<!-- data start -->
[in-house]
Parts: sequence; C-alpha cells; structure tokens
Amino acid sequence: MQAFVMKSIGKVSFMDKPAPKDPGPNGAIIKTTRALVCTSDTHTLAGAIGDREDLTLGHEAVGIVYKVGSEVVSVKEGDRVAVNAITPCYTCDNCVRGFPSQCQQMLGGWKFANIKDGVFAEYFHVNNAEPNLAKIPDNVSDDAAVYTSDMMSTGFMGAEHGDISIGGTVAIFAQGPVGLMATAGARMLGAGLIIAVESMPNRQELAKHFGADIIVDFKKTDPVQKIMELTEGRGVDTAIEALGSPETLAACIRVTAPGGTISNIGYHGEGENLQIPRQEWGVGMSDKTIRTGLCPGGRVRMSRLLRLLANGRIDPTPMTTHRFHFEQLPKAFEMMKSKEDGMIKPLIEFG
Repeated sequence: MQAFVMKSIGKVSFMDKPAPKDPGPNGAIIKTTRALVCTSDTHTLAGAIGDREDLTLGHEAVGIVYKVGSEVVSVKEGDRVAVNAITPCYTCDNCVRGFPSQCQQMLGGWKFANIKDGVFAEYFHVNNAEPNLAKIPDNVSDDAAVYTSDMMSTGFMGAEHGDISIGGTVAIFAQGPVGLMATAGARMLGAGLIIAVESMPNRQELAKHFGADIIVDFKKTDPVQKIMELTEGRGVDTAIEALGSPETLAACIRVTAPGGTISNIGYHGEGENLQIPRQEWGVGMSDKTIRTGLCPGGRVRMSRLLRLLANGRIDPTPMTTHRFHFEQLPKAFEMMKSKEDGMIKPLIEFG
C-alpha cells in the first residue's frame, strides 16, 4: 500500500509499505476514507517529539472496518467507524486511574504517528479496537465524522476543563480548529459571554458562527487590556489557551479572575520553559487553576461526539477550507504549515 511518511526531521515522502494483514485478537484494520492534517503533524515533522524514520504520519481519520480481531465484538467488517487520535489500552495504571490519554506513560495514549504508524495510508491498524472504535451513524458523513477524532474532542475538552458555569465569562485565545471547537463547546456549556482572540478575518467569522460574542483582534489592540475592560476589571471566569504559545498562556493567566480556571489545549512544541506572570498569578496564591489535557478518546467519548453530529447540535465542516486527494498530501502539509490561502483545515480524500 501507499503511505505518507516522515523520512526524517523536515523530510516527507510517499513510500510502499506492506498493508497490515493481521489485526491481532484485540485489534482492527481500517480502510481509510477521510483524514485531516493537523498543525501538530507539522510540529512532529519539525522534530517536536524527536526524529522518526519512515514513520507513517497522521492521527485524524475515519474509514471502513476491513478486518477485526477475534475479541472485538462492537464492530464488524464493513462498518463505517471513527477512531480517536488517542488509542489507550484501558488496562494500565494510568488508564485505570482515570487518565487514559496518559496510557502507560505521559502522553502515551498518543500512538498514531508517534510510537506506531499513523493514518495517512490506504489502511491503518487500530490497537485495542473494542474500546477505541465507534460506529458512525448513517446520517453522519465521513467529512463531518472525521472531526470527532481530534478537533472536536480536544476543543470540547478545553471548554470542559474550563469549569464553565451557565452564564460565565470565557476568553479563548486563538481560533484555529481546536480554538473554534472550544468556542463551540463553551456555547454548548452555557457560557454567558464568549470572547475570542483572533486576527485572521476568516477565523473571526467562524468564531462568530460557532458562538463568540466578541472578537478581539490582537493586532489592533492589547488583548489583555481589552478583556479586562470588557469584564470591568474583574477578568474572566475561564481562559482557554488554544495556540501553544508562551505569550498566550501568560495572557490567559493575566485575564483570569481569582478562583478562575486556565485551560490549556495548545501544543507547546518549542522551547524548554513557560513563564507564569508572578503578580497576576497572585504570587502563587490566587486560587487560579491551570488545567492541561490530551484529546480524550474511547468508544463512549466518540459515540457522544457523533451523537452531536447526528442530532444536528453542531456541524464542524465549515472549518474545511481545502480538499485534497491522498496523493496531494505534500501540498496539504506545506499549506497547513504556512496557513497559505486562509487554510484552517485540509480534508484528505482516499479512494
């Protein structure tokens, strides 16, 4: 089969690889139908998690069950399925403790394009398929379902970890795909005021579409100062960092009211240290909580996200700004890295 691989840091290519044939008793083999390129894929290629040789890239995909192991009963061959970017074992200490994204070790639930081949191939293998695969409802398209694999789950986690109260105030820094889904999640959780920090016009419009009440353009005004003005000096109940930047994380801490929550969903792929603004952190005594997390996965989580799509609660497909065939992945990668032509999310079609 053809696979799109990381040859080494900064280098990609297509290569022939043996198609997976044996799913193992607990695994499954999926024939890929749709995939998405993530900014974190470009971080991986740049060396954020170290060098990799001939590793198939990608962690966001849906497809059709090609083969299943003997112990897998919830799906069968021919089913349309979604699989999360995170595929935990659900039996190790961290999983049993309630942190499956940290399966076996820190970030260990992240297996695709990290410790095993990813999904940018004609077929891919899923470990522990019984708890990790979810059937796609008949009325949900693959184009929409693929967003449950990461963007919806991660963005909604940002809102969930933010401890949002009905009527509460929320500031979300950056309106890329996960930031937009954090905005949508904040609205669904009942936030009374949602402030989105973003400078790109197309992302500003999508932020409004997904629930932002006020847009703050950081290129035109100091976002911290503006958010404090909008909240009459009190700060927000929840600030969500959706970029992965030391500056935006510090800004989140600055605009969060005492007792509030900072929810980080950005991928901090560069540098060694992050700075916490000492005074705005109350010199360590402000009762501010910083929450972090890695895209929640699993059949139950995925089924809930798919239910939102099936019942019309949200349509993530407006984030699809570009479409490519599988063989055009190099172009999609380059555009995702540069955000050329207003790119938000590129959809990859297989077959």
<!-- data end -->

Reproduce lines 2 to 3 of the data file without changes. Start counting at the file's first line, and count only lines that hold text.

Parts: sequence; C-alpha cells; structure tokens
Amino acid sequence: MQAFVMKSIGKVSFMDKPAPKDPGPNGAIIKTTRALVCTSDTHTLAGAIGDREDLTLGHEAVGIVYKVGSEVVSVKEGDRVAVNAITPCYTCDNCVRGFPSQCQQMLGGWKFANIKDGVFAEYFHVNNAEPNLAKIPDNVSDDAAVYTSDMMSTGFMGAEHGDISIGGTVAIFAQGPVGLMATAGARMLGAGLIIAVESMPNRQELAKHFGADIIVDFKKTDPVQKIMELTEGRGVDTAIEALGSPETLAACIRVTAPGGTISNIGYHGEGENLQIPRQEWGVGMSDKTIRTGLCPGGRVRMSRLLRLLANGRIDPTPMTTHRFHFEQLPKAFEMMKSKEDGMIKPLIEFG